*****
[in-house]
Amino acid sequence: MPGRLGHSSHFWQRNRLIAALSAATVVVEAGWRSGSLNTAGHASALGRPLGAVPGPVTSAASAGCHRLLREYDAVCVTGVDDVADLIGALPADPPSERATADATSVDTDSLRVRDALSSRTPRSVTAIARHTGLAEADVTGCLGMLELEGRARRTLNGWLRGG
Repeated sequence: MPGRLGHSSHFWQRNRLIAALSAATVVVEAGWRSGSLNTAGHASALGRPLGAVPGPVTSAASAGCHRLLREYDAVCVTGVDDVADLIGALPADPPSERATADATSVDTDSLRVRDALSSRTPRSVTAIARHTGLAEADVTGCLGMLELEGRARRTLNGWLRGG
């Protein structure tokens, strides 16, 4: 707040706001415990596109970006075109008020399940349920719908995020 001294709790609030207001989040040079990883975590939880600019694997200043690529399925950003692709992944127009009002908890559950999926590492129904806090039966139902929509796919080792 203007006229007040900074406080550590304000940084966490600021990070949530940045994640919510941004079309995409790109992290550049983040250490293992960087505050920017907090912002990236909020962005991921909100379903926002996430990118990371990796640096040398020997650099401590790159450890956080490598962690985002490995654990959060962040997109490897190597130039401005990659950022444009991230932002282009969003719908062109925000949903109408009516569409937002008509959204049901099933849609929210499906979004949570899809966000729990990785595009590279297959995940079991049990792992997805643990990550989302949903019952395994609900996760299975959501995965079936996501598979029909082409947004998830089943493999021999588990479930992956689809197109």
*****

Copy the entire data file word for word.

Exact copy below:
[in-house]
Amino acid sequence: MPGRLGHSSHFWQRNRLIAALSAATVVVEAGWRSGSLNTAGHASALGRPLGAVPGPVTSAASAGCHRLLREYDAVCVTGVDDVADLIGALPADPPSERATADATSVDTDSLRVRDALSSRTPRSVTAIARHTGLAEADVTGCLGMLELEGRARRTLNGWLRGG
Repeated sequence: MPGRLGHSSHFWQRNRLIAALSAATVVVEAGWRSGSLNTAGHASALGRPLGAVPGPVTSAASAGCHRLLREYDAVCVTGVDDVADLIGALPADPPSERATADATSVDTDSLRVRDALSSRTPRSVTAIARHTGLAEADVTGCLGMLELEGRARRTLNGWLRGG
């Protein structure tokens, strides 16, 4: 707040706001415990596109970006075109008020399940349920719908995020 001294709790609030207001989040040079990883975590939880600019694997200043690529399925950003692709992944127009009002908890559950999926590492129904806090039966139902929509796919080792 203007006229007040900074406080550590304000940084966490600021990070949530940045994640919510941004079309995409790109992290550049983040250490293992960087505050920017907090912002990236909020962005991921909100379903926002996430990118990371990796640096040398020997650099401590790159450890956080490598962690985002490995654990959060962040997109490897190597130039401005990659950022444009991230932002282009969003719908062109925000949903109408009516569409937002008509959204049901099933849609929210499906979004949570899809966000729990990785595009590279297959995940079991049990792992997805643990990550989302949903019952395994609900996760299975959501995965079936996501598979029909082409947004998830089943493999021999588990479930992956689809197109």